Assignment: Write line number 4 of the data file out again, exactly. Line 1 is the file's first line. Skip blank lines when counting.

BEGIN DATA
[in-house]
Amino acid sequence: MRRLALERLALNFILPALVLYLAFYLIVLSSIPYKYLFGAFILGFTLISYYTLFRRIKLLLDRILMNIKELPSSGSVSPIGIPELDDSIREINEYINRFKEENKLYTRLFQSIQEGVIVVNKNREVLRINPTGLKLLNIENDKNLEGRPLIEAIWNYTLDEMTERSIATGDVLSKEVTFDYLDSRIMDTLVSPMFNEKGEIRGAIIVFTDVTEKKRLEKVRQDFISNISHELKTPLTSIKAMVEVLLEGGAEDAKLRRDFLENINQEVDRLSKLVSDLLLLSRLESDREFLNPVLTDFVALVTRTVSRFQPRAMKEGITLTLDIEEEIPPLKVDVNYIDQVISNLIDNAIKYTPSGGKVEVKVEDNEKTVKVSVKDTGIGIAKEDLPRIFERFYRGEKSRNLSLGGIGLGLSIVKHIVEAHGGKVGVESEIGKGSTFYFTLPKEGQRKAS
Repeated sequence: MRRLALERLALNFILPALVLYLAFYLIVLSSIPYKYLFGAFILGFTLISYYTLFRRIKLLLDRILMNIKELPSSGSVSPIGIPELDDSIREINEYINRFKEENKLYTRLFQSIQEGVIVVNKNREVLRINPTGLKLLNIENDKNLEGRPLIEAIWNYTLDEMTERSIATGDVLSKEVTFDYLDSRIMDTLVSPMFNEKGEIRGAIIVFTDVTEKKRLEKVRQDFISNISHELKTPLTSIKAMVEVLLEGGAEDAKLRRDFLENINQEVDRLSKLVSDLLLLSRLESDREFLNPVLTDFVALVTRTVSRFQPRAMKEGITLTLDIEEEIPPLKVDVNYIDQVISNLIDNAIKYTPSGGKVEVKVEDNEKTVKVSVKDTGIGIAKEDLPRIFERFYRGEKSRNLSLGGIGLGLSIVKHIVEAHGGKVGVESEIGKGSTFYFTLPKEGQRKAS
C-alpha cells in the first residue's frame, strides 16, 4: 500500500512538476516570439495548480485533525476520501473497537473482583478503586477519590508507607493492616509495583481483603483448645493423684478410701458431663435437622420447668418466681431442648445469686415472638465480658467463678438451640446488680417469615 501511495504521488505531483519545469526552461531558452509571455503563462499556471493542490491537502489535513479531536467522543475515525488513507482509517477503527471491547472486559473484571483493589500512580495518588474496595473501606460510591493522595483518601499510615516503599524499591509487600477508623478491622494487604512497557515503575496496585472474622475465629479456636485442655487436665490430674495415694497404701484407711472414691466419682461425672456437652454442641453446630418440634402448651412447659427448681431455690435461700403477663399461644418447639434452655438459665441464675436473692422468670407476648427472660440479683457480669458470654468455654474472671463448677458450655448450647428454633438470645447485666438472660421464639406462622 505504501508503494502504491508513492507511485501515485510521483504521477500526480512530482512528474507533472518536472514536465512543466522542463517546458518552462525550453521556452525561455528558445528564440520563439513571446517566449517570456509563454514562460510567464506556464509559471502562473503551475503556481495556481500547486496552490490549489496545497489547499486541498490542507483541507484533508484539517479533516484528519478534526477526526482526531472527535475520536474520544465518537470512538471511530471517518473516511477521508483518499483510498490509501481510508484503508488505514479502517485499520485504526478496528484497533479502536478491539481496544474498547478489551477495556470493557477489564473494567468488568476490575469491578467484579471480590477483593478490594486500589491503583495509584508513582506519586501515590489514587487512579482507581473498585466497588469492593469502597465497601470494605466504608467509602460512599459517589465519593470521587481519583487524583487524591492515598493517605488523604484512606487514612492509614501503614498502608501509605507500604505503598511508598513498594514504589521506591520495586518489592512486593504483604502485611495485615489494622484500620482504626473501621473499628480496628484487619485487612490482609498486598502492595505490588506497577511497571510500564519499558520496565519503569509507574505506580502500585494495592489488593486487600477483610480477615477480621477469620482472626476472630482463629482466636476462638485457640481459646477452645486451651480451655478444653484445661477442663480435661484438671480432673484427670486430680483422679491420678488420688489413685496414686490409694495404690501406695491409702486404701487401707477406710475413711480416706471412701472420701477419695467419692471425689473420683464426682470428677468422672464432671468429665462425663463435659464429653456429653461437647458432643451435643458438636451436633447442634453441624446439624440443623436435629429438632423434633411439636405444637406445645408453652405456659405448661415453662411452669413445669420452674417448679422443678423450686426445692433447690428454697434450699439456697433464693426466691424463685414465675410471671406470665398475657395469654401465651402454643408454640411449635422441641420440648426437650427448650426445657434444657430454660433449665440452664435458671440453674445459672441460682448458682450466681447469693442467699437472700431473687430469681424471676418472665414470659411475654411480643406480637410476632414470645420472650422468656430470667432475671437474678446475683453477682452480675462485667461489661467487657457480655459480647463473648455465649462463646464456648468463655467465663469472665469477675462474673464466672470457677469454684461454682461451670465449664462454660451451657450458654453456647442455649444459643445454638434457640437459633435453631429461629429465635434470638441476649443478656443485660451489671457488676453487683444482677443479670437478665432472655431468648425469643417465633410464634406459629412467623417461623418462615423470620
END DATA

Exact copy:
C-alpha cells in the first residue's frame, strides 16, 4: 500500500512538476516570439495548480485533525476520501473497537473482583478503586477519590508507607493492616509495583481483603483448645493423684478410701458431663435437622420447668418466681431442648445469686415472638465480658467463678438451640446488680417469615 501511495504521488505531483519545469526552461531558452509571455503563462499556471493542490491537502489535513479531536467522543475515525488513507482509517477503527471491547472486559473484571483493589500512580495518588474496595473501606460510591493522595483518601499510615516503599524499591509487600477508623478491622494487604512497557515503575496496585472474622475465629479456636485442655487436665490430674495415694497404701484407711472414691466419682461425672456437652454442641453446630418440634402448651412447659427448681431455690435461700403477663399461644418447639434452655438459665441464675436473692422468670407476648427472660440479683457480669458470654468455654474472671463448677458450655448450647428454633438470645447485666438472660421464639406462622 505504501508503494502504491508513492507511485501515485510521483504521477500526480512530482512528474507533472518536472514536465512543466522542463517546458518552462525550453521556452525561455528558445528564440520563439513571446517566449517570456509563454514562460510567464506556464509559471502562473503551475503556481495556481500547486496552490490549489496545497489547499486541498490542507483541507484533508484539517479533516484528519478534526477526526482526531472527535475520536474520544465518537470512538471511530471517518473516511477521508483518499483510498490509501481510508484503508488505514479502517485499520485504526478496528484497533479502536478491539481496544474498547478489551477495556470493557477489564473494567468488568476490575469491578467484579471480590477483593478490594486500589491503583495509584508513582506519586501515590489514587487512579482507581473498585466497588469492593469502597465497601470494605466504608467509602460512599459517589465519593470521587481519583487524583487524591492515598493517605488523604484512606487514612492509614501503614498502608501509605507500604505503598511508598513498594514504589521506591520495586518489592512486593504483604502485611495485615489494622484500620482504626473501621473499628480496628484487619485487612490482609498486598502492595505490588506497577511497571510500564519499558520496565519503569509507574505506580502500585494495592489488593486487600477483610480477615477480621477469620482472626476472630482463629482466636476462638485457640481459646477452645486451651480451655478444653484445661477442663480435661484438671480432673484427670486430680483422679491420678488420688489413685496414686490409694495404690501406695491409702486404701487401707477406710475413711480416706471412701472420701477419695467419692471425689473420683464426682470428677468422672464432671468429665462425663463435659464429653456429653461437647458432643451435643458438636451436633447442634453441624446439624440443623436435629429438632423434633411439636405444637406445645408453652405456659405448661415453662411452669413445669420452674417448679422443678423450686426445692433447690428454697434450699439456697433464693426466691424463685414465675410471671406470665398475657395469654401465651402454643408454640411449635422441641420440648426437650427448650426445657434444657430454660433449665440452664435458671440453674445459672441460682448458682450466681447469693442467699437472700431473687430469681424471676418472665414470659411475654411480643406480637410476632414470645420472650422468656430470667432475671437474678446475683453477682452480675462485667461489661467487657457480655459480647463473648455465649462463646464456648468463655467465663469472665469477675462474673464466672470457677469454684461454682461451670465449664462454660451451657450458654453456647442455649444459643445454638434457640437459633435453631429461629429465635434470638441476649443478656443485660451489671457488676453487683444482677443479670437478665432472655431468648425469643417465633410464634406459629412467623417461623418462615423470620